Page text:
In my experience, the government takes care of its citizens at every stage of life and in every situation through many direct transfer schemes. Under National Social Assistance Programme (NSAP), For the widows in the village, they provide widows living below poverty line and aged between 40 and 59 a monthly pension. National Old Age Pension Scheme and National Disability Pension Scheme are the other benefits that is targeted to support specific beneficiary groups. Atal Vayo Abhyuday Yojana (AVYAY) is a central sector scheme to improve the quality of life of the senior citizens. Despite these schemes for the elderly citizens, we see rise in the cases of abuse and dejection of elderly citizens in our society. It is disheartening to see this degradation in our social values and demands need for raising the morals in the society to take care of our elders.

One interesting fact that I learned while I grew up was that most of the beneficiaries covered under most of the individual schemes are the rural people, urban poor, low-income families, economically backward sections or weaker sections of the society. There is over 380+ government schemes (both centre & state sponsored), and flagship programmes that benefit and aim to advance development in four main spheres – for the individuals, households, institutions and area development.

On the one hand, I have witnessed ‘ignorance’, ‘lack of awareness’ of various benefits available under these schemes among my village folks and on the other hand inherent complacency and over-dependence with wishful expectation that government would provide for everything as trivial as fodder for one’s livestock. The design of these schemes is flawless, some of the best minds work to design them. However, these programmes, schemes and development-oriented initiatives are more delivered as appeasement of people for vote politics – and it will not be an understatement.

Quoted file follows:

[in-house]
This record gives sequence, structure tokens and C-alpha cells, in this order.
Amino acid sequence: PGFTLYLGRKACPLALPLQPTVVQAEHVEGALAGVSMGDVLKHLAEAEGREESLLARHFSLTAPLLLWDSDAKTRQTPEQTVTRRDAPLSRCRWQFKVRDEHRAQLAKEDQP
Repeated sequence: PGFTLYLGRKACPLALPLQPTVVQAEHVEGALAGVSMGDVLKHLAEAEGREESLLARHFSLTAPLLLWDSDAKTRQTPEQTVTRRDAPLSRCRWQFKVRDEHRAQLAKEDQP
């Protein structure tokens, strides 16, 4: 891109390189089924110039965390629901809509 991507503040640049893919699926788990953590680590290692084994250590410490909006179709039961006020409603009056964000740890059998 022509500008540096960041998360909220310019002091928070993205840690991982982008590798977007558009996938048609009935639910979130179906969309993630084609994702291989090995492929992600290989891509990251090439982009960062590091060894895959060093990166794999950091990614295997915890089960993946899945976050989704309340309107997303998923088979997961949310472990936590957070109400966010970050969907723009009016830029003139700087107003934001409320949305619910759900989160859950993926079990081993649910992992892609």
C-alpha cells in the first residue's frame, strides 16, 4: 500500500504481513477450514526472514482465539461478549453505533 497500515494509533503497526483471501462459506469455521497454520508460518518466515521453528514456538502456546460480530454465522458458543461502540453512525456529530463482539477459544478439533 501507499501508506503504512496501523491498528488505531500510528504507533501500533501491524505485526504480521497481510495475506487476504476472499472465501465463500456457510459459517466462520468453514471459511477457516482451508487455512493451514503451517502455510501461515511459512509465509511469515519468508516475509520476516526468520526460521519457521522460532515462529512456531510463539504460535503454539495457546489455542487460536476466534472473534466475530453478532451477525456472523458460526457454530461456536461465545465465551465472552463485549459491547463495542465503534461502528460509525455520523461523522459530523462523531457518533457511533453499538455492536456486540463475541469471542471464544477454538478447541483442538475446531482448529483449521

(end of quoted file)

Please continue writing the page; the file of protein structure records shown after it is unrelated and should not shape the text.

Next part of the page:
Milton Friedman, an American Economist and Nobel Prize winner in Economics once wrote – We have constructed a governmental welfare scheme which has been a machine for producing the poor people… I’m not blaming the people. It’s our fault for constructing so perverse and so ill-shaped a monster. I would not fully agree with either this or the idea of radical policy of a cash grant given to all the members of community without means test, with no strings attached – like Universal Basic Income. It is extremely important to acknowledge the role of discipline and fair play in this game. If we are providing free cash transfers, it would breed more injustice in the society. For a country like India, even today access to quality healthcare at very affordable price, quality education & skill development for employability and food security remain the top 3 needs and desires of its people. This should be on everyone’s agenda – be it government, private sector or social enterprises and NGOs. In my opinion, it is inherently impossible for the government to create jobs, only economic growth in the private sector of the economy can create employment opportunities. This is where Government should take care of ‘Ease of Doing Businessranking and its strict implementation in letter & practice. In an ideal situation, everyone should study till the age of 16 with employability skills, should get nutritious food daily and healthcare support when in need – even if one is unable to pay for it, every citizen should get it. If this is ensured, we would be able to call ourselves a progressive country. If Universal Basic Income can ensure this, then so be it.

I have personally benefitted from the government supported education, and I am grateful that I could raise my family’s standard of living. Many of my classmates, who came from similar background could not pursue their education due to multiple challenges. Well, ultimately, I would give credit to the aspirational mind-set my family instilled in me, the values that I acquired while I grew up and the hopeful nature that I had. At the end, I would ask what are we doing to make Indian Youth become more aspirational. Because there lies the key to growth. Growth Mindset – is what we need. Everything else is just a distraction.

This blog is inspired by the work I am currently doing on SDG Localisation with Gram Panchayats to train them in preparing Gram Panchayat Development Plans (GPDP). Views are 100% personal, and do not endorse any political view.